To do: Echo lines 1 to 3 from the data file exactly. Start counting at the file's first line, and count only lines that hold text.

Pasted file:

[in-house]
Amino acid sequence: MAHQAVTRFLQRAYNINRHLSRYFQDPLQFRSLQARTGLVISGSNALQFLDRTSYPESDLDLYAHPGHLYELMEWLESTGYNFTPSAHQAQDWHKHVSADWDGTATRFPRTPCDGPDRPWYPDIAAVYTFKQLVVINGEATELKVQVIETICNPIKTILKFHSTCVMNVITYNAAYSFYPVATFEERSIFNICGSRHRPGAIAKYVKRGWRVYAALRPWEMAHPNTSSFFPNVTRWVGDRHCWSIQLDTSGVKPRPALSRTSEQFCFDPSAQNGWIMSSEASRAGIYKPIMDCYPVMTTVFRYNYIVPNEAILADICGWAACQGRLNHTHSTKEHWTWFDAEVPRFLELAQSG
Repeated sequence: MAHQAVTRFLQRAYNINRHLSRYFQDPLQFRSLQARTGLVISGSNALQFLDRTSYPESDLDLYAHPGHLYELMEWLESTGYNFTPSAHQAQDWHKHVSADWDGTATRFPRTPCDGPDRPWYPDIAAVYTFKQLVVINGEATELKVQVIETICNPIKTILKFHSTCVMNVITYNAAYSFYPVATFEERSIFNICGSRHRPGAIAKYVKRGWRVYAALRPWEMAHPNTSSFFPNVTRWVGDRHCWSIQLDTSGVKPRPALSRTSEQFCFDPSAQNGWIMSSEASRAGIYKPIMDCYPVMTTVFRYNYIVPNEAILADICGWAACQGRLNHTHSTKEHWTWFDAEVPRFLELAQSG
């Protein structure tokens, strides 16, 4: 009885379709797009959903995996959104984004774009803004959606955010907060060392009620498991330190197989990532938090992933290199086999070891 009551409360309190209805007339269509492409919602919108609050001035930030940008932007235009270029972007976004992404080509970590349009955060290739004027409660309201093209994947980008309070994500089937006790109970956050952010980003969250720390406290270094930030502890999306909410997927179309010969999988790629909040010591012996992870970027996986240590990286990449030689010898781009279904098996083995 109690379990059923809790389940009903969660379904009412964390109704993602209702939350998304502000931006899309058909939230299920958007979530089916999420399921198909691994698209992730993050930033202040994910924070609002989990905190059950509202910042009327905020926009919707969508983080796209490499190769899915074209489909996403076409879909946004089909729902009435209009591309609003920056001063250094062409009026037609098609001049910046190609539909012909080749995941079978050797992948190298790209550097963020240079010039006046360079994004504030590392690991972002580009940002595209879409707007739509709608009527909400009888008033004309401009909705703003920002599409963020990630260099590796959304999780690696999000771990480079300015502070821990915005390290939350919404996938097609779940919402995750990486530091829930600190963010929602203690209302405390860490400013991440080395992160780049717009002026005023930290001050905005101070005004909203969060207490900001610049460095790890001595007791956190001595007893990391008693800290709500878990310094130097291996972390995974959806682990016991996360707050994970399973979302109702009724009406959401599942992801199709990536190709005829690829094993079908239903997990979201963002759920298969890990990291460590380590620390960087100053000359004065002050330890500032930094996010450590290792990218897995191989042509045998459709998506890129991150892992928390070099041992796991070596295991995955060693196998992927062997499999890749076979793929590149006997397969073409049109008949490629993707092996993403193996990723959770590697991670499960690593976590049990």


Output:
[in-house]
Amino acid sequence: MAHQAVTRFLQRAYNINRHLSRYFQDPLQFRSLQARTGLVISGSNALQFLDRTSYPESDLDLYAHPGHLYELMEWLESTGYNFTPSAHQAQDWHKHVSADWDGTATRFPRTPCDGPDRPWYPDIAAVYTFKQLVVINGEATELKVQVIETICNPIKTILKFHSTCVMNVITYNAAYSFYPVATFEERSIFNICGSRHRPGAIAKYVKRGWRVYAALRPWEMAHPNTSSFFPNVTRWVGDRHCWSIQLDTSGVKPRPALSRTSEQFCFDPSAQNGWIMSSEASRAGIYKPIMDCYPVMTTVFRYNYIVPNEAILADICGWAACQGRLNHTHSTKEHWTWFDAEVPRFLELAQSG
Repeated sequence: MAHQAVTRFLQRAYNINRHLSRYFQDPLQFRSLQARTGLVISGSNALQFLDRTSYPESDLDLYAHPGHLYELMEWLESTGYNFTPSAHQAQDWHKHVSADWDGTATRFPRTPCDGPDRPWYPDIAAVYTFKQLVVINGEATELKVQVIETICNPIKTILKFHSTCVMNVITYNAAYSFYPVATFEERSIFNICGSRHRPGAIAKYVKRGWRVYAALRPWEMAHPNTSSFFPNVTRWVGDRHCWSIQLDTSGVKPRPALSRTSEQFCFDPSAQNGWIMSSEASRAGIYKPIMDCYPVMTTVFRYNYIVPNEAILADICGWAACQGRLNHTHSTKEHWTWFDAEVPRFLELAQSG